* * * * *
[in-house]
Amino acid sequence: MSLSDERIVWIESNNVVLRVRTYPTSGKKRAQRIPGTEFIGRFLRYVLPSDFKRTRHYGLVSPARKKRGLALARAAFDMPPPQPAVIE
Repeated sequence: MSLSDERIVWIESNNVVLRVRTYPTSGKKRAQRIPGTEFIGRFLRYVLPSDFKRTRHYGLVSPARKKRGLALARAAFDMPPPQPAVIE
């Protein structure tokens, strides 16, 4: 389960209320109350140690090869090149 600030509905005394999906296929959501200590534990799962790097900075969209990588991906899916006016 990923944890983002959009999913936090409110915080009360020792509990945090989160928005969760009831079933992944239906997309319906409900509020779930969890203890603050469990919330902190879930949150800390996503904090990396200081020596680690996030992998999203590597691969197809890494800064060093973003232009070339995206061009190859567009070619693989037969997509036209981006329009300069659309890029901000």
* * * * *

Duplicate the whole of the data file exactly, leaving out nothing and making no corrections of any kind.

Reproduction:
[in-house]
Amino acid sequence: MSLSDERIVWIESNNVVLRVRTYPTSGKKRAQRIPGTEFIGRFLRYVLPSDFKRTRHYGLVSPARKKRGLALARAAFDMPPPQPAVIE
Repeated sequence: MSLSDERIVWIESNNVVLRVRTYPTSGKKRAQRIPGTEFIGRFLRYVLPSDFKRTRHYGLVSPARKKRGLALARAAFDMPPPQPAVIE
């Protein structure tokens, strides 16, 4: 389960209320109350140690090869090149 600030509905005394999906296929959501200590534990799962790097900075969209990588991906899916006016 990923944890983002959009999913936090409110915080009360020792509990945090989160928005969760009831079933992944239906997309319906409900509020779930969890203890603050469990919330902190879930949150800390996503904090990396200081020596680690996030992998999203590597691969197809890494800064060093973003232009070339995206061009190859567009070619693989037969997509036209981006329009300069659309890029901000």